Herbs, perennial, cespitose, 60--90 cm, base not bulbous. Stems compact. Leaves ascending or in narrow fans, 40--70 cm × 10--25 mm; sheaths strongly tinged with red, soft; blade deep shining green, broadly linear, flattened, plane, 10--25 mm wide, smooth. Inflorescences: scape sheaths exceeded by leaves; scapes terete, ancipital2-edged, compressed distally to 3--4 mm wide, 1--2-ribbed distally, ribs smooth; spikes broadly ovoid to lanceoloid or cylindric, 20--35 mm; fertile bracts 6--7 mm, margins entire, apex rounded. Flowers: lateral sepals included, curved, 6--7 mm, keel scarious, lacerate or lacero-ciliate; petals unfolding in morning, blade obtriangular, 3 mm; staminodes bearded. Seeds mealy, oblong-fusiform, 0.7--0.9(--1) mm. 2n = 18. Flowering summer--fall. Swamps, pond and lake shallows, shores, ditch banks, wet savanna, wet disturbed areas; 0--300 m; Ala., Ark., Fla., Ga., La., Miss., N.C., S.C., Tenn., Tex., Va.; Mexico. Xyris laxifolia is the tallest of the weedier species of Xyris, often sharing habitat with X. jupicai (with which it has often been confused taxonomically). It differs in having taller, wider foliage and scapes, in the leaf sheaths being reddened (rather than greenish or straw-colored), in the larger, longer, thicker, darker spikes, and in the longer, mealy (rather than translucent) seeds. Scape ribs in X. jupicai are papillate distally; while those of X. iridifolia are smooth. The type variety, Xyris laxifolia Martius var. laxifolia, is a common wetland weed in large areas of Central America and South America, and it is distinguished primarily by its comparably large, acute (rather than blunt) spikes. The earliest name for the species is X. macrocephala Vahl, (Enum. Pl. 2: 204. 1805), but the type material at Copenhagen is a mix of two other species.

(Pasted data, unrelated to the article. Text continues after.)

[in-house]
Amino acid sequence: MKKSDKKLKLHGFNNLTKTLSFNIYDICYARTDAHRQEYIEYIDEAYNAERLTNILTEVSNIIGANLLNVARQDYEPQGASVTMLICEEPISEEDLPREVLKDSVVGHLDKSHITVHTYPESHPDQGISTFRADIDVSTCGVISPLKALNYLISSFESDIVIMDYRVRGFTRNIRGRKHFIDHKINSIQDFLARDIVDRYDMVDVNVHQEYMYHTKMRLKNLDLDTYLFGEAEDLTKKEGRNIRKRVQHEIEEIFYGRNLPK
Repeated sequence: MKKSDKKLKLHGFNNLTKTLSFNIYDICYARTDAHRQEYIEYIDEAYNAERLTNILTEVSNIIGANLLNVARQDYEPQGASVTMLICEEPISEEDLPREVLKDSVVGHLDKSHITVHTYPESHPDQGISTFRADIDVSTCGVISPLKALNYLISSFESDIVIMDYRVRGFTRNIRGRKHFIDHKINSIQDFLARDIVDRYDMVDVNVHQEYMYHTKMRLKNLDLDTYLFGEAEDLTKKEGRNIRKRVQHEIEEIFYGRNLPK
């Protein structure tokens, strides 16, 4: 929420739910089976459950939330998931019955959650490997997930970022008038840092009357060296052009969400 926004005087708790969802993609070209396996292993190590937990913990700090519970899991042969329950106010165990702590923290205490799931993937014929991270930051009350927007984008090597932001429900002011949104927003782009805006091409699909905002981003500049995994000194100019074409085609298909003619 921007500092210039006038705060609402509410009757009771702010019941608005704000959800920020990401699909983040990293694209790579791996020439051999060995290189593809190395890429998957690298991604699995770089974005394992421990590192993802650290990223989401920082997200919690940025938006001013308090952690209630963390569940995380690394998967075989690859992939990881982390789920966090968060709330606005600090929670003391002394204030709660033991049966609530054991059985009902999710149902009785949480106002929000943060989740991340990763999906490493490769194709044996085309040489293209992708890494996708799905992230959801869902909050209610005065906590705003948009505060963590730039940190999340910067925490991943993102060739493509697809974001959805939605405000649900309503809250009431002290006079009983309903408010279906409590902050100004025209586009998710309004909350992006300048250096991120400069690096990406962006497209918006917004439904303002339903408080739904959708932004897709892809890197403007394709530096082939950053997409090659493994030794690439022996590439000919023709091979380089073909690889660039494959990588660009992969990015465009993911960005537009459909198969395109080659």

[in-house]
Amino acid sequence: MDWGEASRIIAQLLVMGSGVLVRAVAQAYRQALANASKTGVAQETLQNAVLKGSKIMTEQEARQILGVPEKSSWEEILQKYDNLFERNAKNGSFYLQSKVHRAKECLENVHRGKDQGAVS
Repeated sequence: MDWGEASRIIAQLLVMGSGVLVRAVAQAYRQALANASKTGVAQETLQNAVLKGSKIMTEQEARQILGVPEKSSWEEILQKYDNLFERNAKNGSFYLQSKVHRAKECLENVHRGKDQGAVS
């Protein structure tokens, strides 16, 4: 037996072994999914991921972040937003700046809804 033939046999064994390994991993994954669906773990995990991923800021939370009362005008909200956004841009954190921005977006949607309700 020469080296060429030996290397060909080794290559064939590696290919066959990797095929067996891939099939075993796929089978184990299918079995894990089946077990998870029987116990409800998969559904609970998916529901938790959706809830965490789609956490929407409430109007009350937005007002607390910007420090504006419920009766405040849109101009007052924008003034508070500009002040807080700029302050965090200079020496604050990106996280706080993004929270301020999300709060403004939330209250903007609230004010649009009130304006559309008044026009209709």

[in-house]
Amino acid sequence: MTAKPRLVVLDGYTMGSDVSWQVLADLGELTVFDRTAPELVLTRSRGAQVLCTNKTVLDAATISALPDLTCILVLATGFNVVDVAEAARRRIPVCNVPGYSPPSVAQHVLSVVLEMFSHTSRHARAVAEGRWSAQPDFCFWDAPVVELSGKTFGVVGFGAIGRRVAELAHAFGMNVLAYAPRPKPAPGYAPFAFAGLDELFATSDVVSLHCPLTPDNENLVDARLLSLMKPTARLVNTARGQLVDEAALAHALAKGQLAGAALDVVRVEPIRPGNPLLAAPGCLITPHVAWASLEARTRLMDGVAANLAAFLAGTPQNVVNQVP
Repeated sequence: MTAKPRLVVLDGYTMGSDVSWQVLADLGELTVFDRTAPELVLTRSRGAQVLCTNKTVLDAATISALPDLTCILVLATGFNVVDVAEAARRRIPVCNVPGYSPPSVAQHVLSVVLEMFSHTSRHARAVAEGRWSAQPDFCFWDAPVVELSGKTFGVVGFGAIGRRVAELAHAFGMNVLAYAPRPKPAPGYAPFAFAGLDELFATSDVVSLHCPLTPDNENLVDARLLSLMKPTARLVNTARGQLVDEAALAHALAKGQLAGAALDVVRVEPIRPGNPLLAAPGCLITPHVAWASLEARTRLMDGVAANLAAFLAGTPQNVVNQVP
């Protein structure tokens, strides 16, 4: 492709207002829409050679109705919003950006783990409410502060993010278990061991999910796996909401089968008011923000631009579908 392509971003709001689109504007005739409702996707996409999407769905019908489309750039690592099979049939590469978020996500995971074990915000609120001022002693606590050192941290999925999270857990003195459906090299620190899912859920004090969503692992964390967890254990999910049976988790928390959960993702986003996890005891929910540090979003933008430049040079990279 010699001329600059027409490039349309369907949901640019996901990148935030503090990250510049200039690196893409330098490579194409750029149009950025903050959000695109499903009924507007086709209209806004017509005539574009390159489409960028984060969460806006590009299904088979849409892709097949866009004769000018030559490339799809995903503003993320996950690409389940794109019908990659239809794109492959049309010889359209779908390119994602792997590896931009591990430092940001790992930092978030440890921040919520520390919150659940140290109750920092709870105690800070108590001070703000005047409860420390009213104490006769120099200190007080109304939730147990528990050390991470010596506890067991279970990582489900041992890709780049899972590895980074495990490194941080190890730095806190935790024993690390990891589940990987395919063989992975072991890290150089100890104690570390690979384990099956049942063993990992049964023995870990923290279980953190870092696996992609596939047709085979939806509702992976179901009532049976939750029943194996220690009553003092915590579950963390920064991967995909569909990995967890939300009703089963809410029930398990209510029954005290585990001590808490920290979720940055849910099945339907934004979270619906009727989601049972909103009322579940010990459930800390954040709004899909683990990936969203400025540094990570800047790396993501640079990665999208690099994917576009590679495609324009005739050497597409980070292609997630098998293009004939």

Lvs shallowly set, linear or broader, iris-like, mostly 40-70 cm נ10-25 mm, deep lustrous green, flat or slightly twisted, anthocyanic at the somewhat dilated, soft, thin, keeled base; scapes 6-8 dm, smooth, straight or slightly twisted, terete and 2-ridged below, conspicuously broadened and flattened above; spikes 2-3.5 cm at maturity, broadly ellipsoid or oblong, blunt; lateral sep shortly included, almost straight, with a broad, lacerate keel; pet-blades cuneate, 3 mm, unfolding in the morning; seeds 0.8-1 mm, farinose; 2n=18. Wet, low places, especially in heavy soil, the base commonly submersed; coastal plain from Va. to Fla. and Tex.
Gleason, Henry A. & Cronquist, Arthur J. 1991. Manual of vascular plants of northeastern United States and adjacent Canada. lxxv + 910 pp.